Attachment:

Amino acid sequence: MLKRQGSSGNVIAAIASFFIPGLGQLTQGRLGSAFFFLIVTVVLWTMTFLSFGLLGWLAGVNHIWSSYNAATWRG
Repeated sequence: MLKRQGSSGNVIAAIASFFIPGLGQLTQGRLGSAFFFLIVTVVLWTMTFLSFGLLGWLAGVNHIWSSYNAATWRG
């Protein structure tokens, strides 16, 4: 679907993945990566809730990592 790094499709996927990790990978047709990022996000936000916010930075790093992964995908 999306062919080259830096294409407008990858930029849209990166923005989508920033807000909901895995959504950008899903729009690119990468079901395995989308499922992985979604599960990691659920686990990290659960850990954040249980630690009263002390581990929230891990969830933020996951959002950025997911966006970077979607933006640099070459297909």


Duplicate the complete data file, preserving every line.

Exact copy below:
Amino acid sequence: MLKRQGSSGNVIAAIASFFIPGLGQLTQGRLGSAFFFLIVTVVLWTMTFLSFGLLGWLAGVNHIWSSYNAATWRG
Repeated sequence: MLKRQGSSGNVIAAIASFFIPGLGQLTQGRLGSAFFFLIVTVVLWTMTFLSFGLLGWLAGVNHIWSSYNAATWRG
């Protein structure tokens, strides 16, 4: 679907993945990566809730990592 790094499709996927990790990978047709990022996000936000916010930075790093992964995908 999306062919080259830096294409407008990858930029849209990166923005989508920033807000909901895995959504950008899903729009690119990468079901395995989308499922992985979604599960990691659920686990990290659960850990954040249980630690009263002390581990929230891990969830933020996951959002950025997911966006970077979607933006640099070459297909």